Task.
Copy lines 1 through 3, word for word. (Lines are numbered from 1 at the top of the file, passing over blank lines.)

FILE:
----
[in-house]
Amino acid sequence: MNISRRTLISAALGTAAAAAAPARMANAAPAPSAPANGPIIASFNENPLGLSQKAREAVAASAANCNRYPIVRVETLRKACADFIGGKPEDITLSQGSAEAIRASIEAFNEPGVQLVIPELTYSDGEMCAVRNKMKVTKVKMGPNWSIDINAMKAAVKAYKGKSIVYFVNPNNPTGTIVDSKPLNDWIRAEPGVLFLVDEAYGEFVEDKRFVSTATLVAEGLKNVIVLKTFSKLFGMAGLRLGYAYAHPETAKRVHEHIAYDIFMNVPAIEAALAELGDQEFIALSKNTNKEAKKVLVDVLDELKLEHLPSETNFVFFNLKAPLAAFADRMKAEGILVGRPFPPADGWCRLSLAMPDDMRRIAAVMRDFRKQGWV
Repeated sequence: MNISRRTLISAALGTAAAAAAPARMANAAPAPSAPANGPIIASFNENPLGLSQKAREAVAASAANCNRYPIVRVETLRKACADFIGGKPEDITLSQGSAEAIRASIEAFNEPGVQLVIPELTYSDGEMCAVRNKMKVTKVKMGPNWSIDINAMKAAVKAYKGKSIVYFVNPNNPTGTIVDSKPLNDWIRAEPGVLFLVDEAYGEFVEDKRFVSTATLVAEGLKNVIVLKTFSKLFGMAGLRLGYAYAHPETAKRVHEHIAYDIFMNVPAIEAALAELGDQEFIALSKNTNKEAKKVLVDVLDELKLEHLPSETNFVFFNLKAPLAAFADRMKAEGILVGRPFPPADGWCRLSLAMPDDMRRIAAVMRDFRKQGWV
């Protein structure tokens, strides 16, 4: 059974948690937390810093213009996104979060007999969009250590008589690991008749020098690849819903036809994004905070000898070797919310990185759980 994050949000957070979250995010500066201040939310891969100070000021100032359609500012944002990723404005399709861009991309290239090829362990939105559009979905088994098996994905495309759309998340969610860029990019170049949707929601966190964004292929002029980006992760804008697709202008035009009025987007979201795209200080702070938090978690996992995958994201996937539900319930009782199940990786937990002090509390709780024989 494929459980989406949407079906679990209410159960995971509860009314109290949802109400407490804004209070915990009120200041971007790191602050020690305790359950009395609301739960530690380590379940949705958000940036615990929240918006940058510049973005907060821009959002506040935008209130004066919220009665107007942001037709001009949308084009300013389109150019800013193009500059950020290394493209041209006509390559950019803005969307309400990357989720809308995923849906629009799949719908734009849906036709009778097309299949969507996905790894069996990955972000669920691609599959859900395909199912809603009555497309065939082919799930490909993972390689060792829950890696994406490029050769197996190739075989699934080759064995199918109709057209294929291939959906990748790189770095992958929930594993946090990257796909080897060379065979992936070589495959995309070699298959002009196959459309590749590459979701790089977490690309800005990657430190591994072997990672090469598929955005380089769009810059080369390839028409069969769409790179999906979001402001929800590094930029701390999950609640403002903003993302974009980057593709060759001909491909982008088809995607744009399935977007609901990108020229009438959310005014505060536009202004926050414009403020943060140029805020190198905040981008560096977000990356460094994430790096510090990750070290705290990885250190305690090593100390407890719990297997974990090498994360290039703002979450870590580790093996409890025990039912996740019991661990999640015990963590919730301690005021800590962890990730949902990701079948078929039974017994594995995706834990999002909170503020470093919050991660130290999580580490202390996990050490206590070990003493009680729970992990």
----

[in-house]
Amino acid sequence: MNISRRTLISAALGTAAAAAAPARMANAAPAPSAPANGPIIASFNENPLGLSQKAREAVAASAANCNRYPIVRVETLRKACADFIGGKPEDITLSQGSAEAIRASIEAFNEPGVQLVIPELTYSDGEMCAVRNKMKVTKVKMGPNWSIDINAMKAAVKAYKGKSIVYFVNPNNPTGTIVDSKPLNDWIRAEPGVLFLVDEAYGEFVEDKRFVSTATLVAEGLKNVIVLKTFSKLFGMAGLRLGYAYAHPETAKRVHEHIAYDIFMNVPAIEAALAELGDQEFIALSKNTNKEAKKVLVDVLDELKLEHLPSETNFVFFNLKAPLAAFADRMKAEGILVGRPFPPADGWCRLSLAMPDDMRRIAAVMRDFRKQGWV
Repeated sequence: MNISRRTLISAALGTAAAAAAPARMANAAPAPSAPANGPIIASFNENPLGLSQKAREAVAASAANCNRYPIVRVETLRKACADFIGGKPEDITLSQGSAEAIRASIEAFNEPGVQLVIPELTYSDGEMCAVRNKMKVTKVKMGPNWSIDINAMKAAVKAYKGKSIVYFVNPNNPTGTIVDSKPLNDWIRAEPGVLFLVDEAYGEFVEDKRFVSTATLVAEGLKNVIVLKTFSKLFGMAGLRLGYAYAHPETAKRVHEHIAYDIFMNVPAIEAALAELGDQEFIALSKNTNKEAKKVLVDVLDELKLEHLPSETNFVFFNLKAPLAAFADRMKAEGILVGRPFPPADGWCRLSLAMPDDMRRIAAVMRDFRKQGWV